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Sex Cells: The Medical Market for Eggs and Sperm Paperback

ISBN-13: 978-0520270961 ISBN-10: 0520270967 Edition: 1st

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Product Details

  • Paperback: 240 pages
  • Publisher: University of California Press; 1 edition (September 20, 2011)
  • Language: English
  • ISBN-10: 0520270967
  • ISBN-13: 978-0520270961
  • Product Dimensions: 8.9 x 5.9 x 0.6 inches
  • Shipping Weight: 11.2 ounces (View shipping rates and policies)
  • Average Customer Review: 4.0 out of 5 stars  See all reviews (1 customer review)
  • Amazon Best Sellers Rank: #508,961 in Books (See Top 100 in Books)

Editorial Reviews

Review

"[Almeling] pulls back the curtain on the egg and sperm market. . . . ‘Sex Cells’ explains how this unique industry shapes the way we think about gender and parenthood.”
(Salon 2011-09-25)

“Almeling learned that when it comes to donating genetic material, men and women are groomed very differently.”
(Huffington Post 2011-09-20)

“One of the fascinating aspects of Almeling’s research is that she explored how donors, both egg and sperm, perceive their own roles in a family.”
(On Parenting/Washington Post 2011-09-28)

“Interviews with sperm and egg donors reveal an interesting dichotomy [that] may say a lot about how we view motherhood and fatherhood.”
(Jezebel 2011-09-28)

“An inside look at how egg agencies and sperm banks do business.”
(Law & Social Inquiry 2012-01-01)

From the Inside Flap

“What happens when sex cells sell? Do human bodies become degraded objects of commerce? Challenging simplistic accounts of commodification, Almeling offers a compelling analysis of contemporary markets for eggs and sperm. A superb contribution to 21st century economic sociology.” -Viviana A. Zelizer, author of Economic Lives: How Culture Shapes the Economy

“This is a highly informative book. Almeling provides a balanced approach to this highly controversial subject. Although you might be conflicted by the ethical issues, you will definitely be extremely well-informed when you finish this book.” -Alan H. DeCherney, MD, National Institute of Child Health and Human Development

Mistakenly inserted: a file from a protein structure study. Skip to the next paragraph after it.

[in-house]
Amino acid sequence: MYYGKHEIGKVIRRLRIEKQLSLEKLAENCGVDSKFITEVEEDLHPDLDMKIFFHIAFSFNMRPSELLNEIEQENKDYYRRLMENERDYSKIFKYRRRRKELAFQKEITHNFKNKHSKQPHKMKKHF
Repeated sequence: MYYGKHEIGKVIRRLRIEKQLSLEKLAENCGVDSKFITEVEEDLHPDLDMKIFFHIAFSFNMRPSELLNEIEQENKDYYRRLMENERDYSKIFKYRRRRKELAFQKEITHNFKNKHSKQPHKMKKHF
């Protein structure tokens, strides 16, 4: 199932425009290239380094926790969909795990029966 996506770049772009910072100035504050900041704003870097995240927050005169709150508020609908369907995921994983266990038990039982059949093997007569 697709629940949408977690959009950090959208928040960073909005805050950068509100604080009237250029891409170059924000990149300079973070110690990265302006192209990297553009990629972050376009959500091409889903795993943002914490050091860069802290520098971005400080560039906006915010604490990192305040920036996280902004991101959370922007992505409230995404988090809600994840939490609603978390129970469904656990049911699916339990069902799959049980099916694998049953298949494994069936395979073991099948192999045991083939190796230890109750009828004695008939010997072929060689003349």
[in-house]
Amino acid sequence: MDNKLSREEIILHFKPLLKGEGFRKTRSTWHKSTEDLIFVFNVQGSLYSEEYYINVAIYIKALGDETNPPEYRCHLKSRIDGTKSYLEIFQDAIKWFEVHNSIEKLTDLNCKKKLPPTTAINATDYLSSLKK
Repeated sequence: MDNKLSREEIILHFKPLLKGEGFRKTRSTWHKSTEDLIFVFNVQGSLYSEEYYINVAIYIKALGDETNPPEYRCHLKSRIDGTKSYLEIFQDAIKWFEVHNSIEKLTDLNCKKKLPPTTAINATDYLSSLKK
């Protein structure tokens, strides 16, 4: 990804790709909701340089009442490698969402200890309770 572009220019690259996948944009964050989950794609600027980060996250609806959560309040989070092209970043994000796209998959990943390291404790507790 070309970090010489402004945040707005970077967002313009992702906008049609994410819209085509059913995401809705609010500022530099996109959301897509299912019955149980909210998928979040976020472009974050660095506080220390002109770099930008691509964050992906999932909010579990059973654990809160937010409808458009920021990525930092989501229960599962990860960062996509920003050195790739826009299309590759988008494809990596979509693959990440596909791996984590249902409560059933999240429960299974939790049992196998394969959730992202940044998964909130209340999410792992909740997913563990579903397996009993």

“Almeling offers a wonderfully thoughtful analysis and an innovative cultural lens for viewing the gendered lives of sex cells and their commodification in the contemporary USA.” -Rayna Rapp, author of Testing Women, Testing the Fetus: The Impact of Amniocentesis in America


More About the Author

Rene Almeling is an assistant professor of sociology at Yale University. Her research and teaching interests are in gender, markets, medicine, and genetics. Currently, she is doing research on genetic testing, genetic counseling, and in vitro fertilization. She received a B.A. in Gender Studies and Religious Studies from Rice University in 1998 and a Ph.D. in Sociology from UCLA in 2008. From 2008 to 2010, she was a Robert Wood Johnson Foundation Scholar in Health Policy Research at the University of California, Berkeley.

Homepage: http://www.yale.edu/sociology/faculty/pages/almeling/

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Most Helpful Customer Reviews

2 of 2 people found the following review helpful By Marna Gatlin Parents Via Egg Donation on December 4, 2011
Format: Kindle Edition Verified Purchase
I admit I had ideas about Rene Almeling's new book, Sex Cells: The Medical Market for Eggs and Sperm. I was prepared not to like it because as a mom via egg donation I think I didn't want to even remotely think about what egg donors or sperm donors thought about their donations if that makes sense.

However, I read it, in fact, I read it twice and devoured it because it was just so incredibly interesting. This book took an in-depth look at the the inner workings of egg donation and sperm donation. Rene is a sociologist at Yale, and an expert in her field. This isn't a feel good book, it's a book compiled of data from six different kinds of donation programs. She's done the hard work and interviewed staff along with egg donors and sperm donors.

Her research concluded that egg donation was often presented as something like a gift and that egg donors viewed this altruistically. In some instances sperm donors did as well but for sperm donors donating sperm was more of a job. Interestingly enough I learned from this book and through Rene's research that egg donors rarely think of themselves as "mom's" to the children they help bring into the world via egg donation, but the sperm donors almost always think of themselves as the fathers to any kids they have helped bring into the world.

The book was a very intersting read -- I learned a lot about egg donors and sperm donors that I hadn't known before.
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